Prior to running the elastic net models, we rank-based inverse normalised protein levels and adjusted for age, sex, cohort-specific variables and, where present, cis and trans pQTL effects identified from previous analyses (Hillary et al., 2019; Hillary et al., 2020b; Suhre et al., 2017) (Materials and methods). Of a possible 793 proteins in KORA, 84 EpiScores had Pearson r > 0.1 and p < 0.05 when tested in an independent subset of Generation Scotland (The Stratifying Resilience and Depression Longitudinally [STRADL] study, n = 778) (Supplementary file 1B). These EpiScores were selected for EpiScore-disease analyses. Of the 160 Olink proteins trained in LBC1936, there were 21 with r > 0.1 and p < 0.05 in independent test sets (STRADL, n = 778, Lothian Birth Cohort 1921: LBC1921, n = 162) (Supplementary file 1C). Independent test set data were not available for four Olink proteins. However, they were included based on their performance (r > 0.1 and p < 0.05) in a holdout sample of 150 individuals who were left out of the training set. We then retrained all selected predictors on the full training samples.

A total of 109 EpiScores (84 SOMAscan-based and 25 Olink-based) were brought forward (r > 0.1 and p < 0.05) to EpiScore-disease analyses (Figure 2 and Supplementary file 1D). There were five EpiScores for proteins common to both Olink and SOMAscan panels, which had variable correlation strength (GZMA r = 0.71, MMP.1 r = 0.46, CXCL10 r = 0.35, NTRK3 r = 0.26, and CXCL11 r = 0.09). Predictor weights, positional information, and cis/trans status for CpG sites contributing to these EpiScores are available in Supplementary file 1E. The number of CpG features selected for EpiScores ranged from 1 (lyzozyme) to 395 (aminoacylase-1 [ACY-1]), with a mean of 96 (Supplementary file 1F). The most frequently selected CpG was the smoking-related site cg05575921 (mapping to the AHRR gene), which was included in 25 EpiScores. Counts for each CpG site are summarised in Supplementary file 1G. This table includes the set of protein EpiScores that each CpG contributes to, along with phenotypic annotations (traits) from the MRC-IEU EWAS catalog (MRC-IEU, 2021) for each CpG site having genome-wide significance (p < 3.6 × 10–8) (Saffari et al., 2018). GeneSet enrichment analysis of the original proteins used to train the 109 EpiScores highlighted pathways associated with immune response and cell remodelling, adhesion, and extracellular matrix function (Supplementary file 1H).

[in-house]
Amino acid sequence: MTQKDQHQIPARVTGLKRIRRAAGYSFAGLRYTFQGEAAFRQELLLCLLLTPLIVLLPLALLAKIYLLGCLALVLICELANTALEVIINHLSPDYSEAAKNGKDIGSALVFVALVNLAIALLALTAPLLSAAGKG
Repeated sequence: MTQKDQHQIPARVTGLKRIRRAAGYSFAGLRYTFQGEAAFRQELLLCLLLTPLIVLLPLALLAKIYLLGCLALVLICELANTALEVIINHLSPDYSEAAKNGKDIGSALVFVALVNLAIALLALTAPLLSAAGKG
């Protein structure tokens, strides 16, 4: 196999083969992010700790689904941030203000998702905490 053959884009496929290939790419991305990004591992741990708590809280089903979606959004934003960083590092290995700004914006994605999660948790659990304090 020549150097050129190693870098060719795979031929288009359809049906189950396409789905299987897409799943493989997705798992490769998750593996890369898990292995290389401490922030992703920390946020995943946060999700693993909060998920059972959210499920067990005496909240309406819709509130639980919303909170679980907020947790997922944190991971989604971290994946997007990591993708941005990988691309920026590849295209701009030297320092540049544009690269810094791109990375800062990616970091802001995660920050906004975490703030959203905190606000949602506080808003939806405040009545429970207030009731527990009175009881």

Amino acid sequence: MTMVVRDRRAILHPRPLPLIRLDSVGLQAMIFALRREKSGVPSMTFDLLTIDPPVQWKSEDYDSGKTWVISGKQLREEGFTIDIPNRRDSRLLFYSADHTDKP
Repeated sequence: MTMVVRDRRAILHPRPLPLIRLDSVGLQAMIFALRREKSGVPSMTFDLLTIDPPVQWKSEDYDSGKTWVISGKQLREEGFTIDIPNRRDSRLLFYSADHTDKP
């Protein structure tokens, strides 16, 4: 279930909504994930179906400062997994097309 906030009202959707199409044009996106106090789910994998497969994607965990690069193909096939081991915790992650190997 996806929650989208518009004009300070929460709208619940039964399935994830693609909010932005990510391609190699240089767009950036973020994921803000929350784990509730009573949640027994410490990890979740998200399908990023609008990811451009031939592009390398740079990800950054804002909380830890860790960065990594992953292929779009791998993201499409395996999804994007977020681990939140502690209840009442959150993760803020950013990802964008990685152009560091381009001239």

Figure 2 with 2 supplements see all
Test performance for the 109 selected protein EpiScores.

Test set correlation coefficients for associations between protein EpiScores for (a) inflammatory Olink, (b) neurology Olink, and (c) SOMAmer protein panel EpiScores and measured protein levels are plotted. 95% confidence intervals are shown for each correlation. The 109 protein EpiScores shown had r > 0.1 and p < 0.05 in either one or both of the GS:STRADL (n = 778) and LBC1921 (n = 162) test sets, wherever protein data was available for comparison. Data shown corresponds to the results included in Supplementary file 1B-C. Correlation heatmaps between the 109 EpiScore measures (Figure 2—figure supplement 1) are provided, along with a summary of the most enriched functional pathways for the genes of the 109 proteins used to train EpiScores (Figure 2—figure supplement 2).

EpiScore-disease associations in Generation Scotland

The Generation Scotland dataset contains extensive electronic health data from GP and hospital records as well as DNAm data for 9537 individuals. This makes it uniquely positioned to test whether EpiScore signals can predict disease onset. We ran nested mixed effects Cox proportional hazards models (Figure 3) to determine whether the levels of each EpiScore at baseline associated with the incidence of 12 morbidities over a maximum of 14 years of follow-up. The correlation structures for the 109 EpiScore measures used for Cox modelling are presented in Figure 2—figure supplement 1.

Figure 3 with 1 supplement see all
Nested Cox proportional hazards assessment of protein EpiScore-disease prediction.